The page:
The benefits of failure

For some reason, I only came across the 2008 Harvard Commencement Speech by J.K. Rowling a short time ago. While watching it yesterday (I had read the transcript earlier this year, but had not watched the video until yesterday) I found many ideas resonated with me and with my educational philosophy. Lately as a profession, we have been promoting the idea that failure is okay and even worthwhile. J.K. Rowling builds on this idea explaining that failure actually enabled her to write the Harry Potter stories and become the successful person she is today. If you haven’t seen the video, I encourage you to view it. It’s 20 minutes well spent.

Students should get a gold star for hanging in there

Last Sunday (June 9) The Age published a piece entitled Teachers should get a gold star for hanging in there.

While it was a popular article with teachers on Twitter and was generally very supportive of teachers, there is one section of the article I disagree with.

One clear reason why we lost 70 per cent of children from reaching a year 12 final achievement was that we actually encouraged the girls in the typing/shorthand class to get a job in an office after year 10 and the boys who were ”good with their hands” to leave for an apprenticeship. To this day, I feel very guilty about that wasted cohort being lost to a fulfilled education.

Does that mean we are devaluing trade qualifications? That anything less than year 12 is not worthy?  That we don’t need tradespeople? That we deny people ‘who are good with their hands’ the opportunity to work in areas they have a passion and talent for?

My brother was one of these boys who left school at the end of year 11 for an apprenticeship. He was and still, good with his brain and his hands. That’s why he won several awards from his workplace and his trade school during his apprenticeship. That’s why he now engineers refrigeration and air conditioning systems on vital buildings like hospitals and blood banks. He would have been terribly unhappy in the confines of university. Today he thrives on his own creative solutions to difficult problems.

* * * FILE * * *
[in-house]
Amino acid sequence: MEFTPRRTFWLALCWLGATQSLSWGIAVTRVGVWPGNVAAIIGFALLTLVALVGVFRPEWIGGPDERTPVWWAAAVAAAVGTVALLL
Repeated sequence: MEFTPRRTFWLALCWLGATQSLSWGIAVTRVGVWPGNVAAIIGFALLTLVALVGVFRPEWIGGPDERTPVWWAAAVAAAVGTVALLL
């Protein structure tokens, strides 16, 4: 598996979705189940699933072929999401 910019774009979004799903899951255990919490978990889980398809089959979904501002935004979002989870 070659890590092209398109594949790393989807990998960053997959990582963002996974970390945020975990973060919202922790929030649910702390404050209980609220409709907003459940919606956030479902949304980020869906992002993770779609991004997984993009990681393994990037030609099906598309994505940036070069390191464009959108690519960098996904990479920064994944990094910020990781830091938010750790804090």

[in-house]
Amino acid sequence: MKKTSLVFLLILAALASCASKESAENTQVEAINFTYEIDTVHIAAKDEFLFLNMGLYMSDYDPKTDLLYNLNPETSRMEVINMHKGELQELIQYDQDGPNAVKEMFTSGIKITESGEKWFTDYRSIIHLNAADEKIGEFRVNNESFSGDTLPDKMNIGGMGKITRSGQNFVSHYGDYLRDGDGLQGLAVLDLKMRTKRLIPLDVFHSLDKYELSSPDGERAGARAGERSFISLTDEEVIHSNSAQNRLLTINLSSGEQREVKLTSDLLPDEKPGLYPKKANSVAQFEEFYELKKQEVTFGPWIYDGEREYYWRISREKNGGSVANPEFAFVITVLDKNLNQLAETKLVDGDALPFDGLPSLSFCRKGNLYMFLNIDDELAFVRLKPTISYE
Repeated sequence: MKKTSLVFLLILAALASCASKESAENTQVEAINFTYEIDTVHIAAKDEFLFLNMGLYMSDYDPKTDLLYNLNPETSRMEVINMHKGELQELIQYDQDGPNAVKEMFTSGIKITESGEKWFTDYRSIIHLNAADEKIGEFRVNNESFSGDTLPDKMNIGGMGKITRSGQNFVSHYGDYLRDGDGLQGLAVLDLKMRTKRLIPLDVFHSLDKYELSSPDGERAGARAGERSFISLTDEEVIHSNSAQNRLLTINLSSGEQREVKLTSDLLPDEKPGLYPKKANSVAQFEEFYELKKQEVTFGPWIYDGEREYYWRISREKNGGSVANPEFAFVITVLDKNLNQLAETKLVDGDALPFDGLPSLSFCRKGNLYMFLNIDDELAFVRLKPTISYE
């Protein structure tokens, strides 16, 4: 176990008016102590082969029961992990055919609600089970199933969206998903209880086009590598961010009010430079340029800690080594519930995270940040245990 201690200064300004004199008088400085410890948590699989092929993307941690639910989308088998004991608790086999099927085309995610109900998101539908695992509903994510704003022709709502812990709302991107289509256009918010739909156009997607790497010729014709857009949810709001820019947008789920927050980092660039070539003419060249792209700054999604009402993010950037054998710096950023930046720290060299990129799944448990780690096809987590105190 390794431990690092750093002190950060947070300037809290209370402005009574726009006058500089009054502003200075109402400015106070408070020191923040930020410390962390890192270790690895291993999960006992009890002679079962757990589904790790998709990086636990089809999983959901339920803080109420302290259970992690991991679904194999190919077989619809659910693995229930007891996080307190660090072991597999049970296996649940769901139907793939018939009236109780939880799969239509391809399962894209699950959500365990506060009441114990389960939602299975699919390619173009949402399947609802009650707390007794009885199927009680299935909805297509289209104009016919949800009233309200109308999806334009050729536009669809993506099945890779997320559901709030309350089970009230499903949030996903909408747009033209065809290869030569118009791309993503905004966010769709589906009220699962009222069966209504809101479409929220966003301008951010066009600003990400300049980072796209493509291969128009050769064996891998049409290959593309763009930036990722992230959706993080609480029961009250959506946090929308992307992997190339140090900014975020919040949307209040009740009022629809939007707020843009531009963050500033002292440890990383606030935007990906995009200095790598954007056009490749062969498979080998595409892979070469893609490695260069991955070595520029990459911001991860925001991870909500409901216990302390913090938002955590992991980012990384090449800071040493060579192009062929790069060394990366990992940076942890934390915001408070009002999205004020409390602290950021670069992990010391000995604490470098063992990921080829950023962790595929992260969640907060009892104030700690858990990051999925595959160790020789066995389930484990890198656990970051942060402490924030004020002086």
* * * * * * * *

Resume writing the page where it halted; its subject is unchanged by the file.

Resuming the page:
My plumber is another one of these boys. Still in his 20s, he has started his own business, employed an apprentice and supplies a significant service to his customers. He is respectful, efficient, clean, trustworthy and reliable. And happy.

What would we do without these boys? Who would provide the public service of collecting rubbish and keeping us healthy? Who would grow our food? Deliver our eBay purchases? Surely it is up to the student to decide their own course in life?

I will never agree that every student needs to complete year 12. I do believe that education is a key to life, but university is not the answer for everyone. There are plenty of other educational options for those wanting to learn. Tafe, Moocs, CodeAcademy, Khan Academy, iTunesU. You don’t have to be in year 12 or at university to be a student.

So I think we should also give students a gold star for hanging in there; we should support our students in whichever endeavours they choose. And that’s not even taking into consideration the fact that the two aforementioned tradespeople earn much more than I do and I have two Masters degrees on top of my BEd.

Cool tools for the connected classroom

Australian award winning teacher and all round edtech guru Anne Mirtschin has written a must have guide for teachers: Cool tools for the connected classroom.

Anne guides teachers and students from how and why these tools are used, suggesting activities right through to a number of assessments. Cybersafety and good digital citizenship are often referred to with some excellent guidelines for students to consider and discuss.

With lots of suggestions for tools for:
Connecting
Communicating
Creating
there is excellent support for using these tools for learning and teaching and how teahcers might go about introducing them to students.

Anne Mirtschin is an experienced and passionate educator who knows her stuff. Cool tools for the connected classroom is an ideal companion for those wanting to push the virtual boundaries in their classroom and school and is equally useful for those new to social media and those who have more experience and confidence. Written in an engaging and accessible style, lesson plans, activity sheets and exemplars will assist teachers in successfully implementing social media in their classrooms. An attractive and thoughtful layout adds to the accessibility of the resource.

It’s nice to see an Australian author and an Australian publisher produce a guide that is relevant to teachers globally.

Cool tools for the connected classroom by Anne Mirtschin is priced at $38.95 and the ISBN No. is 978 1 74200 498 3 and is available from Education Serviced Australia, PO Box 177, Carlton South, 3053. Ph: 61 3 9207 9600. Email: sales@esa.edu.au  Website: www.curriculumpress.edu.au